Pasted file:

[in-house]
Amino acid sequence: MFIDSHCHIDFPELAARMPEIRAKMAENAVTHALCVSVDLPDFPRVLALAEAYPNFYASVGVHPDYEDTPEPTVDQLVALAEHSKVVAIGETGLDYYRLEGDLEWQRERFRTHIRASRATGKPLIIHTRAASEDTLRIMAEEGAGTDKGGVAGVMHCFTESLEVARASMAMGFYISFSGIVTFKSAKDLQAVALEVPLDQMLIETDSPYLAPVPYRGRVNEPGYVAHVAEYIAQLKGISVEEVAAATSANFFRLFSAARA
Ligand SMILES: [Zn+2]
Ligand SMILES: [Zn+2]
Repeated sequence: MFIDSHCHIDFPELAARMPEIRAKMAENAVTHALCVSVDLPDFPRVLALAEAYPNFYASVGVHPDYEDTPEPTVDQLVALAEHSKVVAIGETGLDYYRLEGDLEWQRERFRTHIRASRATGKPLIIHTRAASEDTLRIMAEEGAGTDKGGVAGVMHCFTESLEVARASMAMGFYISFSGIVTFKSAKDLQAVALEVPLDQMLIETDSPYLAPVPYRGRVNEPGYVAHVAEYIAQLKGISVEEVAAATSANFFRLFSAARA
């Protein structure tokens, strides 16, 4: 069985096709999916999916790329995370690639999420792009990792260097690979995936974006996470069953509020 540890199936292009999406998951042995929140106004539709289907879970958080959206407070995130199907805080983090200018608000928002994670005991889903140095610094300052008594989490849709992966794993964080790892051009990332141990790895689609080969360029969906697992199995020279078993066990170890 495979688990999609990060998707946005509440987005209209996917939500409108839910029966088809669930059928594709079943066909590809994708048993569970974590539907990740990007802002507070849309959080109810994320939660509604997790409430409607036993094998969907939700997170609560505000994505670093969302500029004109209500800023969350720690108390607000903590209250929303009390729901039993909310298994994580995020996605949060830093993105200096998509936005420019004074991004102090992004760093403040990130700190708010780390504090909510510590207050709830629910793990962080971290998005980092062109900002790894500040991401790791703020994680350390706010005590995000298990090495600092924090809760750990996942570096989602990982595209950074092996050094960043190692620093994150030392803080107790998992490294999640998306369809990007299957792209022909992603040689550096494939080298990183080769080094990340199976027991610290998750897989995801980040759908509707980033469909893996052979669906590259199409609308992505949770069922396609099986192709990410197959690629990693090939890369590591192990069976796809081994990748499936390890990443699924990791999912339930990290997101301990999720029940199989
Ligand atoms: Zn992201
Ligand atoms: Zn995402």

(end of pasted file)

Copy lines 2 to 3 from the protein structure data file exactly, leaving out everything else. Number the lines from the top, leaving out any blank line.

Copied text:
Amino acid sequence: MFIDSHCHIDFPELAARMPEIRAKMAENAVTHALCVSVDLPDFPRVLALAEAYPNFYASVGVHPDYEDTPEPTVDQLVALAEHSKVVAIGETGLDYYRLEGDLEWQRERFRTHIRASRATGKPLIIHTRAASEDTLRIMAEEGAGTDKGGVAGVMHCFTESLEVARASMAMGFYISFSGIVTFKSAKDLQAVALEVPLDQMLIETDSPYLAPVPYRGRVNEPGYVAHVAEYIAQLKGISVEEVAAATSANFFRLFSAARA
Ligand SMILES: [Zn+2]